Aurora smart headband gives you control over your lucid dreams
Aurora, a new smart headband claims to measure brainwaves and eye movement activity to allow a sleeping person to take control of their dreams. The Kickstarter campaign for Aurora started in December, and closed today with an overwhelming success, more than doubling its original goal of $90.000.
Raising $239.094, iWinks, the San Diego-based startup behind the project has got everything to make your dream-enhancing dreams come true.
But what is Aurora, anyway? It is a smart headband that plays personalized lights and sounds to help you have lucid dreams.
And what are lucid dreams, you ask? Lucid dreams typically happen naturally on occasion, when the dreamer experiences something strange, and stops to question their reality, realizing they are in a dream. Some people may have lucid dreams more often than others.
iWinks says the Aurora headband could bring this experience to everyone by measuring brainwaves and rapid eye movements to determine when the person enters the dream state. When it happens, the headband alerts the person’s dream self with customized sounds and flashing lights.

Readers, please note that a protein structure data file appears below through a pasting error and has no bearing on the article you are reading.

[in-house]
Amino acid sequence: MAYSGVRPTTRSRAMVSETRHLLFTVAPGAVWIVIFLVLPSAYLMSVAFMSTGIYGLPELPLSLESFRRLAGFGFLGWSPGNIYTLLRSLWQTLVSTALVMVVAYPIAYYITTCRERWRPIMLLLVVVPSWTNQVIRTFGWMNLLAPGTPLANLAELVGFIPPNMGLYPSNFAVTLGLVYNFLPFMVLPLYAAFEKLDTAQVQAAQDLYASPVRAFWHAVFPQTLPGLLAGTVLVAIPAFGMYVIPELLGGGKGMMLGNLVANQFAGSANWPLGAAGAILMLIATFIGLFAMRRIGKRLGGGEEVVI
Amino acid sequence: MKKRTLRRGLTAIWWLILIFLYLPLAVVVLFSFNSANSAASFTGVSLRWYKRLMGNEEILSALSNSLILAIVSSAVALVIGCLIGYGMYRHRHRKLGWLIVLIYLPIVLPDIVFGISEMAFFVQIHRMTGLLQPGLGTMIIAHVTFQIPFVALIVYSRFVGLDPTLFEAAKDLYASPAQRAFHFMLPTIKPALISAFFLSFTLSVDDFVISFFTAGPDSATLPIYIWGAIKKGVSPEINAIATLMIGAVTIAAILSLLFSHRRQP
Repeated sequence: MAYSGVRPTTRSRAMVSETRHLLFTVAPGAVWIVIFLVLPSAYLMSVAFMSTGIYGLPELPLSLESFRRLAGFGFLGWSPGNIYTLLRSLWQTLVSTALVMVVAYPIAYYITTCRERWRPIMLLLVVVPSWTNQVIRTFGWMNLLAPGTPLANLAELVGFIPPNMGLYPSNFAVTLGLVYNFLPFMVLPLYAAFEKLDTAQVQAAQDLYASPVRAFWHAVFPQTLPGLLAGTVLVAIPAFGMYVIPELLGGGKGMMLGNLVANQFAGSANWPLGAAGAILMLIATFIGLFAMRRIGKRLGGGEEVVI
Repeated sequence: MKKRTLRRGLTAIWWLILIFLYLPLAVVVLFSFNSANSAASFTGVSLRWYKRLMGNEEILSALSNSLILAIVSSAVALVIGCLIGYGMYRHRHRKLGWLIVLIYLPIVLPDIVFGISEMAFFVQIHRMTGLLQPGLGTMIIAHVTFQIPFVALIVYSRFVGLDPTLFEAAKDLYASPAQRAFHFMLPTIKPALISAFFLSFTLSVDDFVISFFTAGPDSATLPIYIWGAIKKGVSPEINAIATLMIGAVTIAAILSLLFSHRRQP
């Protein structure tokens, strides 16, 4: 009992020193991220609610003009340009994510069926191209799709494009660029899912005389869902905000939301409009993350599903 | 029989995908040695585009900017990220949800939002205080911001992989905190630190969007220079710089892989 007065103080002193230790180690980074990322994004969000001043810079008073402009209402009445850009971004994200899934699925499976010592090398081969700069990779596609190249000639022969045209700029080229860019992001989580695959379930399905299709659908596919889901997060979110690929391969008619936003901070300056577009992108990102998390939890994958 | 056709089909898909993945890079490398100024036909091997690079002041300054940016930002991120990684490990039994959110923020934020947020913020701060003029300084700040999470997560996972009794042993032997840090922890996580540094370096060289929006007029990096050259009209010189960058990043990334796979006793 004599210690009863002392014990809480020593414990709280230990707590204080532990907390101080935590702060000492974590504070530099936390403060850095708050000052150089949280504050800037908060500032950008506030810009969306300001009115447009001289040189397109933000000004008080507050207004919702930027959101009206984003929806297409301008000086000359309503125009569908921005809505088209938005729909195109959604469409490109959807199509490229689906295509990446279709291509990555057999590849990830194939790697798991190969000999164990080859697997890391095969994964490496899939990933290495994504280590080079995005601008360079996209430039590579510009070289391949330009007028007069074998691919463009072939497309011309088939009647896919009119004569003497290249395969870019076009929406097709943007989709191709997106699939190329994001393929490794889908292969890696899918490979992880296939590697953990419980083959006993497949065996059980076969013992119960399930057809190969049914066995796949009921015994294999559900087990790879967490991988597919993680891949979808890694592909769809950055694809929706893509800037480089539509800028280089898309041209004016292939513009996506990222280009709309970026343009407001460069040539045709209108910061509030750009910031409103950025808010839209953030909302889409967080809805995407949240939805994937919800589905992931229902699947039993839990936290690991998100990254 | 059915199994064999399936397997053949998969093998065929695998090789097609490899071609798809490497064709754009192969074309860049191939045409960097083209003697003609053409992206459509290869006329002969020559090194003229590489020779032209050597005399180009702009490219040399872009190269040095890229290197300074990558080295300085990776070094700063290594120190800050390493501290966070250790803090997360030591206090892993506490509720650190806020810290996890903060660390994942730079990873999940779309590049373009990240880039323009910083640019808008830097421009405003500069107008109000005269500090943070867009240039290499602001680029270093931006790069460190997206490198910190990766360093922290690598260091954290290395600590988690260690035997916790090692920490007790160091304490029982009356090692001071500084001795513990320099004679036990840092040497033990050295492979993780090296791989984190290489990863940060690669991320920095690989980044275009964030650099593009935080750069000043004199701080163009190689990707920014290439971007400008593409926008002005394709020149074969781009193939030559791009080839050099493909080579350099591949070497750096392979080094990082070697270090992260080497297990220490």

“It sends a signal to your dream self that you are dreaming,” said Andrew Smiley, UCSD graduate student and co-founder of iWinks.
“The idea of lucid dreaming has been around for centuries. In this state, anything is possible: zoom through space, fight fire-breathing dragons or become president, all from the comfort and safety of your own bed!” says the Aurora Kickstarter page.
“I saw the lights and realized I was dreaming, and as I was falling, I started flying instead,” said Co-founder Danny Schoonover, pointing to studies concluding lucid dreamers have fewer nightmares and less stress and other research that says skills performed in lucid dreams become easier to perform once awake. He certainly didn’t mean flying.
While Aurora is not the dream recorder we’ve been waiting for, we see great potential in a working lucid dream enhancer as well. Backers who contributed $175 or more will become first in line to obtain a headband, due out in June 2014.